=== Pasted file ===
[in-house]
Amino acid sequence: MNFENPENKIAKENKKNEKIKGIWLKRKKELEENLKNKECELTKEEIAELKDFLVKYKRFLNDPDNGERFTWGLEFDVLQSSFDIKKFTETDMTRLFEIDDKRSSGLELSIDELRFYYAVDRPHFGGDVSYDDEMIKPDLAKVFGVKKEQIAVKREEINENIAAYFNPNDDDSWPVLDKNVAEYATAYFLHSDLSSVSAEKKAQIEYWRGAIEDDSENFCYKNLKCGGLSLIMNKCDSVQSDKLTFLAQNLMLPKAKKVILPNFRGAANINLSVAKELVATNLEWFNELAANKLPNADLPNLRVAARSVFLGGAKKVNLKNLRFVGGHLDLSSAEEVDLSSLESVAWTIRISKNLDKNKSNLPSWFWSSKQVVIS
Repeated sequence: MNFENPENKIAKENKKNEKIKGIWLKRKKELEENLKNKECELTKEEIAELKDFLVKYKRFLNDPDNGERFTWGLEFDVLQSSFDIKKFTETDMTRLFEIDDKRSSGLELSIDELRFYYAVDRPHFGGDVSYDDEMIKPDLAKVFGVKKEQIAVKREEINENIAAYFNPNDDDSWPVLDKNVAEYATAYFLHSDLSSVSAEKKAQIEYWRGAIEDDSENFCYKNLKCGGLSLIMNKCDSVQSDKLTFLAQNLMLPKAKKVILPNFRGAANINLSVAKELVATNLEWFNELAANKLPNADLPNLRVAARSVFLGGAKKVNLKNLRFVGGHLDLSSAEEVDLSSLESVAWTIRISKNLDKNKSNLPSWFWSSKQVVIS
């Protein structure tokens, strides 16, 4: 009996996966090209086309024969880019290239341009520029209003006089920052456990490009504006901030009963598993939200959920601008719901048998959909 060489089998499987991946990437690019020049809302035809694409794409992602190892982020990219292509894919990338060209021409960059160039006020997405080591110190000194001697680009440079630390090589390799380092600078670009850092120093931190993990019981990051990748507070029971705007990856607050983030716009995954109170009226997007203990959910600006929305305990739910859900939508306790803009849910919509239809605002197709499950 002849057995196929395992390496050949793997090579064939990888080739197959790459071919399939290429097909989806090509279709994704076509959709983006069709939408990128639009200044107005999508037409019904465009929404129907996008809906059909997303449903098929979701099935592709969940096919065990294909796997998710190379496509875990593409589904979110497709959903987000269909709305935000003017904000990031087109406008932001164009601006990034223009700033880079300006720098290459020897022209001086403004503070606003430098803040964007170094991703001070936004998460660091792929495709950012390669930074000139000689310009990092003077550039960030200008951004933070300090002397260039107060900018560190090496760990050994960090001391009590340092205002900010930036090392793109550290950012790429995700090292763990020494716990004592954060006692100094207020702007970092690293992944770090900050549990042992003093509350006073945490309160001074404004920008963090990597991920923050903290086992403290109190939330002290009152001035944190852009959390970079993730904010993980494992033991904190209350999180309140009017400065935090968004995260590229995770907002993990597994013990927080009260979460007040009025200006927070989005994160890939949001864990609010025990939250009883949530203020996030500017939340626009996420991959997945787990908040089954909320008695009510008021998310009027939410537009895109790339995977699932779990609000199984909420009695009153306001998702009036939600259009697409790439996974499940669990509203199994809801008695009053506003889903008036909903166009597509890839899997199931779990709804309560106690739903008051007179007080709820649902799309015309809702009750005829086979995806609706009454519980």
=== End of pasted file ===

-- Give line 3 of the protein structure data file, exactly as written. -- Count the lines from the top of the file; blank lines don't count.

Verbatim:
Repeated sequence: MNFENPENKIAKENKKNEKIKGIWLKRKKELEENLKNKECELTKEEIAELKDFLVKYKRFLNDPDNGERFTWGLEFDVLQSSFDIKKFTETDMTRLFEIDDKRSSGLELSIDELRFYYAVDRPHFGGDVSYDDEMIKPDLAKVFGVKKEQIAVKREEINENIAAYFNPNDDDSWPVLDKNVAEYATAYFLHSDLSSVSAEKKAQIEYWRGAIEDDSENFCYKNLKCGGLSLIMNKCDSVQSDKLTFLAQNLMLPKAKKVILPNFRGAANINLSVAKELVATNLEWFNELAANKLPNADLPNLRVAARSVFLGGAKKVNLKNLRFVGGHLDLSSAEEVDLSSLESVAWTIRISKNLDKNKSNLPSWFWSSKQVVIS